Siblings have long argued over favouritism and relaxed rules depending on whether you’re the first born or the ‘baby’ and now a new study has shown parents do let younger kids get away with more.
When it comes to walking to school or around the neighbourhood, parents are more likely to let their younger child go on their own.
Research led by The University of Western Australia has revealed how sibling age, gender and dog ownership affected children’s independent mobility.
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They looked at data from 181 children aged eight to 15 years and parents reported whether their child was allowed to walk or cycle alone or with other children to or from school, friends’ houses and the local park and shops.
“Given that stranger danger is one of the most highly cited barriers to children’s independent mobility, walking with siblings and/or a family dog may reassure both parents and children by providing them with an increased sense of safety,” Dr Hayley Christian from UWA’s School of Population Health said.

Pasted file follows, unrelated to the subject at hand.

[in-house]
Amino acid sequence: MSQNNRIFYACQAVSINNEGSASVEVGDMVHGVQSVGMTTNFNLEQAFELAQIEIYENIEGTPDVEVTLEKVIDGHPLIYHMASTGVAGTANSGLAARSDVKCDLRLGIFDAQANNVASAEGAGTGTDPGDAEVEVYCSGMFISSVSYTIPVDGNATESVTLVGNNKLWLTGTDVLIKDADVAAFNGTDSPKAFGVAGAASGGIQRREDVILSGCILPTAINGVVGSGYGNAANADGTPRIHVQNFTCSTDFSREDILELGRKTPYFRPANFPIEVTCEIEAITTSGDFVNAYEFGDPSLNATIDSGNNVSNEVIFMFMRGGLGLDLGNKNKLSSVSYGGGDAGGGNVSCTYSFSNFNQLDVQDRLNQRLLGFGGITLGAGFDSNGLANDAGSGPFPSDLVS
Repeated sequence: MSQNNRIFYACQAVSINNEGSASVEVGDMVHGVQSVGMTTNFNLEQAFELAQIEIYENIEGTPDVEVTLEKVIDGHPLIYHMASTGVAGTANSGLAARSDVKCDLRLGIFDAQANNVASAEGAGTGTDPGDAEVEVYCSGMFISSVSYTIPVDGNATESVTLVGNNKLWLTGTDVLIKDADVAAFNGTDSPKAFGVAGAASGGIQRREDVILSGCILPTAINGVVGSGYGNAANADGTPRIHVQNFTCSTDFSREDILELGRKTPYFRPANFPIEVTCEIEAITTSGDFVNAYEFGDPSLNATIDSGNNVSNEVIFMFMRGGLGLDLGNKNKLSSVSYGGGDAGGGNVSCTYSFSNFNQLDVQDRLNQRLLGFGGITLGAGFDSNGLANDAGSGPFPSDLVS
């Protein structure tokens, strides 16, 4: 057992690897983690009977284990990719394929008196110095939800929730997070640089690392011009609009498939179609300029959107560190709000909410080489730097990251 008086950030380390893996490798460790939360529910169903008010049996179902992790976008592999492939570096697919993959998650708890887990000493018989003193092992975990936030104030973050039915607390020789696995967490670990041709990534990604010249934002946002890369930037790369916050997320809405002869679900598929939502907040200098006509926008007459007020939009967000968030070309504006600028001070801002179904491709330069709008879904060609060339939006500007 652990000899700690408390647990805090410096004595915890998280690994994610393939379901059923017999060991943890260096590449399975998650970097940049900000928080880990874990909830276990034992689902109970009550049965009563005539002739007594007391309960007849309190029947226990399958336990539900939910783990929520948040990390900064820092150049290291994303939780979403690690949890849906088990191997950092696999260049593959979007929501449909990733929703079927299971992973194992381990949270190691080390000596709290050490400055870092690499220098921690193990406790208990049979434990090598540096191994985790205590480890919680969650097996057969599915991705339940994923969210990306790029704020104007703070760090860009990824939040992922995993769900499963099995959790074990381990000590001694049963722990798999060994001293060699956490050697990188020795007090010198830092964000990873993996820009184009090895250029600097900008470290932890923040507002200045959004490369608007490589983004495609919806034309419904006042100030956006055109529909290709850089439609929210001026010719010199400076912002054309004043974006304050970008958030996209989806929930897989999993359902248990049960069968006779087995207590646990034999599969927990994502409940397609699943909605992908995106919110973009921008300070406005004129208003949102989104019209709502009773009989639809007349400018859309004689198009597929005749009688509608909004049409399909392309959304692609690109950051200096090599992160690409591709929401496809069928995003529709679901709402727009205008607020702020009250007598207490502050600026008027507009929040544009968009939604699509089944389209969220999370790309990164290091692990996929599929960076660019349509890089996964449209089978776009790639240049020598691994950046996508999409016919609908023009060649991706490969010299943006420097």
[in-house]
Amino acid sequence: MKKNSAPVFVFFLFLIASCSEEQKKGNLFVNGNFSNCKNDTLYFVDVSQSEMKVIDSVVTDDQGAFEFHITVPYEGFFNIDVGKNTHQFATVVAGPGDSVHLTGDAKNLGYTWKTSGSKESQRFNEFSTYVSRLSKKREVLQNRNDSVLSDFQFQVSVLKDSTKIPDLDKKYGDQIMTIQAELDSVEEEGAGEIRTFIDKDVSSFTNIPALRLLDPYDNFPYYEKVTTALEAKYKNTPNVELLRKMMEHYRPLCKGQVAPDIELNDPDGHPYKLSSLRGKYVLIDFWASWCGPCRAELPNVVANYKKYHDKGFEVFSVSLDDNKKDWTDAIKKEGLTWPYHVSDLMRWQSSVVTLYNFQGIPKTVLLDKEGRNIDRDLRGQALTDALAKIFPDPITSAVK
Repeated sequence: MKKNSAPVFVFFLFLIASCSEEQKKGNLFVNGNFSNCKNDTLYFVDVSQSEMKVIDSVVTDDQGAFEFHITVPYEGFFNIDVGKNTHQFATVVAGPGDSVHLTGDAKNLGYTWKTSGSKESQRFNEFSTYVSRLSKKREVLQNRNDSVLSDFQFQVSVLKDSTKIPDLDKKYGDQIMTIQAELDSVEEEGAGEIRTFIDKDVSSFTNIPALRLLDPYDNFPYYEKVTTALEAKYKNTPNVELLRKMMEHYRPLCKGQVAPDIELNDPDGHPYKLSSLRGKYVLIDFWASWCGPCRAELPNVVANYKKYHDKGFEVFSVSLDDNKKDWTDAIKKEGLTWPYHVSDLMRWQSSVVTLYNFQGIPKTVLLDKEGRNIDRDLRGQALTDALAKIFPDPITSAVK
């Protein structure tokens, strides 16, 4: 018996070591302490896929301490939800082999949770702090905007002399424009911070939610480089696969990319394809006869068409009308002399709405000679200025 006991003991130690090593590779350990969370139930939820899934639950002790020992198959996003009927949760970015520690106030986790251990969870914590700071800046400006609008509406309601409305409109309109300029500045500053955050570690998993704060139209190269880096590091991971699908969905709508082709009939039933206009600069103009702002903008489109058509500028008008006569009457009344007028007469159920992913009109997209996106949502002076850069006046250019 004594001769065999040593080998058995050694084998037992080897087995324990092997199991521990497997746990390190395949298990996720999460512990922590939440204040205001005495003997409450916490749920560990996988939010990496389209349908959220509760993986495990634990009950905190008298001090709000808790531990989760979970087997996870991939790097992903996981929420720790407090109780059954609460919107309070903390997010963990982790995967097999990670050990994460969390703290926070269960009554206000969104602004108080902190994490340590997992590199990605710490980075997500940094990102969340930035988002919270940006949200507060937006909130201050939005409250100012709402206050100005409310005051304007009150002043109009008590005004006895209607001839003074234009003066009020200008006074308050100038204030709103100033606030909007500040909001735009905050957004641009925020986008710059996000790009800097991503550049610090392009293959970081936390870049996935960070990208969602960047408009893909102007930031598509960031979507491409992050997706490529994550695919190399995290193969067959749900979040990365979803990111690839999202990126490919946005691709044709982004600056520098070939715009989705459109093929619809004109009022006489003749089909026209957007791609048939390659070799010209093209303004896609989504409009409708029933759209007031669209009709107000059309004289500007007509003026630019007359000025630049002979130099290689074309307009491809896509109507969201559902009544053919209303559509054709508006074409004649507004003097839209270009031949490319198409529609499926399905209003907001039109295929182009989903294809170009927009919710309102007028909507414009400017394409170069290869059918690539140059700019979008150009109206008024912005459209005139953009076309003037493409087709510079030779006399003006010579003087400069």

“Travelling with an older sibling was more likely to provide parents with an added sense of safety and perceived protection”, Dr Christian said.
“Children may also learn safe routes and how to negotiate traffic situations when travelling with older siblings, which helps build children’s and parents’ confidence in their ability to travel independently.”
The researchers also found owning a dog was linked to children’s overall independent mobility.
“This suggests that the family dog is important because it can offer not provide company for the child but also give parents an increased sense of safety.”.
Dr Christian said it was hoped the research would help identify strategies to encourage more independent mobility for children.